Well, in a word?  Defense.  The resurgence of the Giant defensive line is the main reason that the G-Men have pulled themselves from the abyss.  Since their return from their place of shame, the Giant defense has allowed 14, 14, 0, 20 and 17 points.  Their vicious pursuit of the QB has taken all kinds of pressure off a linebacking and defensive back corps that spent the bulk of the year being repeatedly beaten about the head by below average quarterbacks, allowing them to play better. The whole defense was improving, though let’s be honest, any talk of Giant success has to include one name above all others.

Eli.  Manning. The “aww-shucks” Southern boy has been the only touch of consistency in this excitingly (horrifyingly) up and down season.  Always an excellent clutch QB, Manning was – and I put this in the most professional terms I can think of – stupid good when it mattered.  He set a record for touchdowns in the fourth quarter with 15, and his new found ability to move within the pocket and keep his vision down field has repeatedly saved the Giants.  Always the leader, Manning has made a habit of taking his team on his back and throwing them to a win this year.  He’s been mobile – well, mobile for him – he’s been accurate, he’s been exactly what the Giants have needed. It may not have always been pretty, but look where he is.  Look where he took his team.

Photo by Jim Rogash/Getty Images

Super Bowl XLVI.  Against the Patriots.  Again.  This time around, however, the Patriots are only a, by comparison, lethargic 13-3.  They blew through their rather easy schedule with only three losses; one to the Bills – before their collapse – the Steelers, and the Giants.  Tom Brady, Wes Welker and Globo-Gym Rattlesnake Rob Gronkowski entered into the playoffs the AFC’s number one seed and reached the Super Bowl after dispatching Tim Tebow before earning their first victory over a winning team last week against the Ravens.  But despite the gaudy record, the Patriots haven’t gotten much attention.  Perhaps the public just doesn’t like Bill Belicheck and his “homeless guy” dress anymore.  Perhaps they’re sick of Tom Brady and his gorgeous wife. Or maybe they got less attention because no one thought that a secondary in which WR Julien Edelman plays a significant role was something to fret about.  I don’t know.  I’m not a doctor.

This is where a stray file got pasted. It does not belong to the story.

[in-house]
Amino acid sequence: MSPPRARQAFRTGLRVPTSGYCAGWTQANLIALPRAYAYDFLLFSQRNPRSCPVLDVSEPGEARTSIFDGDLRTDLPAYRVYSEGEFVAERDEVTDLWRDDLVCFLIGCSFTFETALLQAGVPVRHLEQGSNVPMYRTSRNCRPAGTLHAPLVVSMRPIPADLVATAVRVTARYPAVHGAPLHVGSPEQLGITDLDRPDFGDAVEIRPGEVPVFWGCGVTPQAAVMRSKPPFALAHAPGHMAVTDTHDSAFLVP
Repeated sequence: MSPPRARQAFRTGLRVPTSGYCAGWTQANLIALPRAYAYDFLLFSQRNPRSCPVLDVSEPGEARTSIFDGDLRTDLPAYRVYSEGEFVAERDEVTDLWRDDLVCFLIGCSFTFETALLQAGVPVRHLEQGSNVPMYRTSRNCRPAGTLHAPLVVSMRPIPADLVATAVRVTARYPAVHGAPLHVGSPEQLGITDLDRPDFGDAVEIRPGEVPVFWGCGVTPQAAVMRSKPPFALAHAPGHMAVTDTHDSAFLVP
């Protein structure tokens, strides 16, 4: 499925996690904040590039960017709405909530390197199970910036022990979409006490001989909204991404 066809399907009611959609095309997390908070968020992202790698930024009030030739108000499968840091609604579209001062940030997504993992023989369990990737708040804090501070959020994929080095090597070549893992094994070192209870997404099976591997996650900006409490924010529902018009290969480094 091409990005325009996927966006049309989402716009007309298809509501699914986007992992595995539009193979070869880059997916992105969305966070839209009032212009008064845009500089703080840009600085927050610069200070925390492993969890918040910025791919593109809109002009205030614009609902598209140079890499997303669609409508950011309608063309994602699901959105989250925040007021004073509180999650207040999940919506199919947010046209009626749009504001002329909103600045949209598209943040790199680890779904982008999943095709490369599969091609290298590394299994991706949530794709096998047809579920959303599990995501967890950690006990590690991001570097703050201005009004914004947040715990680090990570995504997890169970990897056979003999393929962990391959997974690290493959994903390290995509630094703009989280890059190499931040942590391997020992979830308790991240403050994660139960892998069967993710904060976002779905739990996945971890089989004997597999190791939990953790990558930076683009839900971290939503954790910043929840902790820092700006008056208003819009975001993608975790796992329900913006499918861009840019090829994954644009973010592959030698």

I’ve got to be honest here with you folks.  While the Patriots might be the more favorable matchup than the Ravens, they weren’t the ones I wanted.  Super Bowl XLII was such a sweet, sweet victory; I didn’t want to live for two weeks fearing that its glorious splendor would some how be lessened with a loss to the Pats.   But then that Tynes kick sailed through the uprights and my father vehimently exclaimed, “Aw, screw it!  Bring ‘em on!  We’ll do it again.”  And that kind of reckless defiance fired me up.  I realized that nothing can take away what 2007-2008 was.  This is a new year, a new season, a new Super Bowl.  So bring on the Ugg Model and his curmudgeonly, poorly dressed coach.

For now, we’ll leave it there.  1045theteam.com is the place to be for Super Bowl prep, make sure check the site early and often next week, we’ll bring you Part II and III of this preview, plus tons more.  And as always, Go Giants!